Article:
Photo Credit: Yonatan Sindel/Flash90
Israeli police clash with Arab rioters in the eastern Jerusalem neighborhood of Wadi el Joz, July 21, 2017.

Israel’s Supreme Court on Sunday rejected the appeal of Arab residents against the decision of the Jerusalem Magistrate’s Court and District Court to evict them from a parking lot they had invaded in the Sheikh Jarrah neighborhood.

The judges imposed on the appellants’ legal expenses in the amount of NIS 18,000 ($5,700).


Court Vice President Justice Neil Handel, Justice Yitzhak Amit, and Justice Noam Solberg, ruled: “We have heard the arguments of the parties and reviewed the material. Therefore, the appeal can be rejected because we did not find any reason to intervene in this determination,” meaning the two rulings of the lower courts.

This is not the “big” Sheikh Jarrah neighborhood case, which is still being litigated and deals with Jewish-owned homes that were invaded by Arab squatters after the Jordanian Legion chased the Jews out of eastern Jerusalem. The current Jewish owners want their property back, but the High Court’s ruling in favor of evicting the illegal squatters is being delayed because the European powers and the Biden administration say it’s wrong.

Perhaps Jews should squatter on the lovely grounds around the White House?

The lot in question in Sunday’s ruling dominates the entire area and is owned by the Jerusalem municipality. Arab residents recently invaded the area and turned the place into a parking lot that was also used by the same Arab illegal squatters to throw stones and Molotov cocktails at Jews in the area. The High Court ruling confirms the district court’s decision and states that the place must be vacated by the Arab invaders.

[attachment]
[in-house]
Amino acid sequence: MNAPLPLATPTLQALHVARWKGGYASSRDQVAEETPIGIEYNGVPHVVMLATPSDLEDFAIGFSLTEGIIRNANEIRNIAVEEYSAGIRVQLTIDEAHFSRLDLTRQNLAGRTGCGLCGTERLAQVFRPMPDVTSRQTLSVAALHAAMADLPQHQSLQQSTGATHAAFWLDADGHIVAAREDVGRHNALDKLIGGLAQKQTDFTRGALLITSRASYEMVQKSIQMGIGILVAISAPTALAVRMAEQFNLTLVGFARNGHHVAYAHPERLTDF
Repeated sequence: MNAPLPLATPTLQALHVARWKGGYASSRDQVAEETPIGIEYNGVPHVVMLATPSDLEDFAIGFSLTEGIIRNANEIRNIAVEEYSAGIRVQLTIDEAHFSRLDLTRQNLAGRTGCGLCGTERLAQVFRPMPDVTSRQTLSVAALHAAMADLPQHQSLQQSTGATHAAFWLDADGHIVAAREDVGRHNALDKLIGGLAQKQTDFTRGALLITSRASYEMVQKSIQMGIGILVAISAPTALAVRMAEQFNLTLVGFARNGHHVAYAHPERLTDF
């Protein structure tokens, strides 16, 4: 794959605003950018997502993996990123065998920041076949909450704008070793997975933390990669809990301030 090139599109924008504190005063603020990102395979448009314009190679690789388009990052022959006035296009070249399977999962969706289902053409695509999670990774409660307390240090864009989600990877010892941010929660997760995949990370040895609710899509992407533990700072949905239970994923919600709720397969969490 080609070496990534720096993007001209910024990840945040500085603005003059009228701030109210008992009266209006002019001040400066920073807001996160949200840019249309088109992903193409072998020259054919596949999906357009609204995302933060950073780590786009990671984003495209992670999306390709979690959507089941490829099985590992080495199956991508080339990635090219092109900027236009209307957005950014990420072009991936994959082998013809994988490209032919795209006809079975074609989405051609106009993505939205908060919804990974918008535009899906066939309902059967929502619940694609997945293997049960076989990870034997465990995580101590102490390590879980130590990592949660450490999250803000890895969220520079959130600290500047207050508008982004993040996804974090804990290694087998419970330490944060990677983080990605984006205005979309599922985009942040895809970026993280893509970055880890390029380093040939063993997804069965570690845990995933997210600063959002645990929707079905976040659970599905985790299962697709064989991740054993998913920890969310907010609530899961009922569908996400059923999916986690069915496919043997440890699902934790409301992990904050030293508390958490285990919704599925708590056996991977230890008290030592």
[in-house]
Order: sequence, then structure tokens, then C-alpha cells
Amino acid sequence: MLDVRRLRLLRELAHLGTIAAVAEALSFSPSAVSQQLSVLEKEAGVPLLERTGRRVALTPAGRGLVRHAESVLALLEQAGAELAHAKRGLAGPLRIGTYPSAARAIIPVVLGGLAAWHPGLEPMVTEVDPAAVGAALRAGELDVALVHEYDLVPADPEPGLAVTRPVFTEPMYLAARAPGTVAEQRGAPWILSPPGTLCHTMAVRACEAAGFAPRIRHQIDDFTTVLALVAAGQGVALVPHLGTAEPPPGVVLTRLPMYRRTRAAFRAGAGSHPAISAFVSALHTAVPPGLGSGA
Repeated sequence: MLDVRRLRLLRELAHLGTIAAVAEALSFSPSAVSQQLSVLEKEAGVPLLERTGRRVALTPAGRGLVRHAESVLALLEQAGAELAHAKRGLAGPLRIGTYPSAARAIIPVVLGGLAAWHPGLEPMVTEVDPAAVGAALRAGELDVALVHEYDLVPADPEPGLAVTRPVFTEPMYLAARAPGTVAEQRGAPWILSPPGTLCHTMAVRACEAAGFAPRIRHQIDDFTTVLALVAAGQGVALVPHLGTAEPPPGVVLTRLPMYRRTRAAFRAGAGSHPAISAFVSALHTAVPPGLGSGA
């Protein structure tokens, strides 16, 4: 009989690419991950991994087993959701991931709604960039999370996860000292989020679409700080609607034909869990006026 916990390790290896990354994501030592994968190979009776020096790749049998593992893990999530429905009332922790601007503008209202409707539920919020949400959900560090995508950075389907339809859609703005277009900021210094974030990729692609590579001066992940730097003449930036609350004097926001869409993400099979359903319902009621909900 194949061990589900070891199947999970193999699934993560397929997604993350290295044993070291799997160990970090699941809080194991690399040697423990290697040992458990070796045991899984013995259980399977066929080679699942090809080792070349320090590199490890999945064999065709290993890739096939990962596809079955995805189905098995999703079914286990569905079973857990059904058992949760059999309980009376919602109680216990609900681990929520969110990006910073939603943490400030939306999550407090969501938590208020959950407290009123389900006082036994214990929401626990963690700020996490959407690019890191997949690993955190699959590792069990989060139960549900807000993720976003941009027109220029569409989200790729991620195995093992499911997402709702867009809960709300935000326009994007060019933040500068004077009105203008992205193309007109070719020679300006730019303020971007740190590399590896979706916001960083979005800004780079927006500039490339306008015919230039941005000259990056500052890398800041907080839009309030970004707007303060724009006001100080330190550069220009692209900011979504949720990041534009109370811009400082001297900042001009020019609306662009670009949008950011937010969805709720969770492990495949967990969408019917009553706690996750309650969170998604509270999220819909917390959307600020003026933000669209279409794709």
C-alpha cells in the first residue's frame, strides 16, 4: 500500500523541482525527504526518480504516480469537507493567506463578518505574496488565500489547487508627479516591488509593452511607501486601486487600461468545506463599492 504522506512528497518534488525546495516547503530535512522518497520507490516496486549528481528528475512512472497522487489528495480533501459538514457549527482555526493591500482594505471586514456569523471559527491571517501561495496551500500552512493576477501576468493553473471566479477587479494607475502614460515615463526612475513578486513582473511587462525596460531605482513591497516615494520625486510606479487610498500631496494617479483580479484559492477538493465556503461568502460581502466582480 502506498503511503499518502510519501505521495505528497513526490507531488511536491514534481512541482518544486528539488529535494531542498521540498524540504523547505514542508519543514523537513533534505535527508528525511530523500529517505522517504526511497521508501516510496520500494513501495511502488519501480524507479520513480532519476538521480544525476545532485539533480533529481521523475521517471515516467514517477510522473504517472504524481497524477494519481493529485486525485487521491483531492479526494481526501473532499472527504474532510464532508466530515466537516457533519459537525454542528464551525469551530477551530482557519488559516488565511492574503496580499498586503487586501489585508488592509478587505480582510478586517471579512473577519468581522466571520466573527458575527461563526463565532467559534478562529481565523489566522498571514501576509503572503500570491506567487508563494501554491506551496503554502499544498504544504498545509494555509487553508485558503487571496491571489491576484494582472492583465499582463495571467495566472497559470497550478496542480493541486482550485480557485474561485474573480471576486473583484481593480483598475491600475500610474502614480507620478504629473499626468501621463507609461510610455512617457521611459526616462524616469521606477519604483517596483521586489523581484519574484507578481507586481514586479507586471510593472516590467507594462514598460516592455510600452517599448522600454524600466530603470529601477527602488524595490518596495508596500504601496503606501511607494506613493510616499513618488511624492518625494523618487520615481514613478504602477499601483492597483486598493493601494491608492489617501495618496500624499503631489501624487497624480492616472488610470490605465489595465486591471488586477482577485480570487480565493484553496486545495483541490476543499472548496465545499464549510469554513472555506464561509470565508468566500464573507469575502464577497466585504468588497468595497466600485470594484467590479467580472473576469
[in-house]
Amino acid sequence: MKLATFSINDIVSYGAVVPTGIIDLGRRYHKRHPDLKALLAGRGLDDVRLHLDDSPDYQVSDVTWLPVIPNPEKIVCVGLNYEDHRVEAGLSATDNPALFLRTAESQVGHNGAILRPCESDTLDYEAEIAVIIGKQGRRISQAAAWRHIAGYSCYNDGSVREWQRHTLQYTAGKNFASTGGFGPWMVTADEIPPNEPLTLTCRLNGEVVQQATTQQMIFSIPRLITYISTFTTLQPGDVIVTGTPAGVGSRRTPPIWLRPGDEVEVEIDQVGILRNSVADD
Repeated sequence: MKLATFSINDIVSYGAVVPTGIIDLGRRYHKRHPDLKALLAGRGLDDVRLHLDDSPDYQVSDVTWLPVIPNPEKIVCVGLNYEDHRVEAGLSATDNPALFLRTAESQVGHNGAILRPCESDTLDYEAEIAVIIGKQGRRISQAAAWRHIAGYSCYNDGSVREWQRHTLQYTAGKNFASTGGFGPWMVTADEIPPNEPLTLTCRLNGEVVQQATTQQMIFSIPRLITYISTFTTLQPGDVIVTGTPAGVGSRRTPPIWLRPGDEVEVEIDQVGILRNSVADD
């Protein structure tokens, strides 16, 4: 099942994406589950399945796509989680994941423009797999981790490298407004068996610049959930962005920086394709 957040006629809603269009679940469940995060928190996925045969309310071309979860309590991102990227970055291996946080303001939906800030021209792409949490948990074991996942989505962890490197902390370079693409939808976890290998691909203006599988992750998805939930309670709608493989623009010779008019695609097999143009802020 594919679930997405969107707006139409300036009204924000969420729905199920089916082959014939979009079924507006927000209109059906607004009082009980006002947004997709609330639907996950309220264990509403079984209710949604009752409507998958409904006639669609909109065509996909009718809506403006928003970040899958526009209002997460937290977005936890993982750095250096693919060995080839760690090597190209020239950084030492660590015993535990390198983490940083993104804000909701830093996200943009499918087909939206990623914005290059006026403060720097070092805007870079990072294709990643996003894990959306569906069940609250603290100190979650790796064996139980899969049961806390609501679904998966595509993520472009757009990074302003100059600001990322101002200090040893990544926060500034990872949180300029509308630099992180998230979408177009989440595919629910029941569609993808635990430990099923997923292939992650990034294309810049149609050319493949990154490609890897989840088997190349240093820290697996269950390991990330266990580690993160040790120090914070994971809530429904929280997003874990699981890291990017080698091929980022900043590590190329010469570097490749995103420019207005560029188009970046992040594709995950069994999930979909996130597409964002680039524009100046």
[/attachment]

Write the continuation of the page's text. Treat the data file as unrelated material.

The Jerusalem municipality has had ambitious plans for the entire area along Wadi Joz Street that runs from Mount Scopus, through the Sheikh Jarrah neighborhood, to the Old City. Wadi Joz has been the car workshops street of Jerusalem since the 1967 war. Along with dozens of garages, there are also shops carrying vehicle accessories, as well as shops offering building materials.

The city’s plan has been called an unparalleled revolution in the eastern part of the city since 1967, designating nearly 230,000 square meters of new construction for employment, hotels, and commerce. Wadi Joz, according to the plan, will be turned into a modern urban street, with dozens of eight- to 14-story office buildings, which will be the economic beating heart of eastern Jerusalem. At the same time, the municipality is promoting the establishment of a vocational training college for young people in the eastern part of the city, so that they can be integrated into the new business district. The street will also be widened to allow access to the light rail to pass through. A promenade and a park are planned on nearby Othman Ben Afan Street.

Turns out the ambitious Jerusalem municipality has it easier when it comes to sweeping illegal Arab squatters off its property. Perhaps the Jewish owners of those stolen Sheikh Jarah Homes should come up with a plan for a skyscraper.


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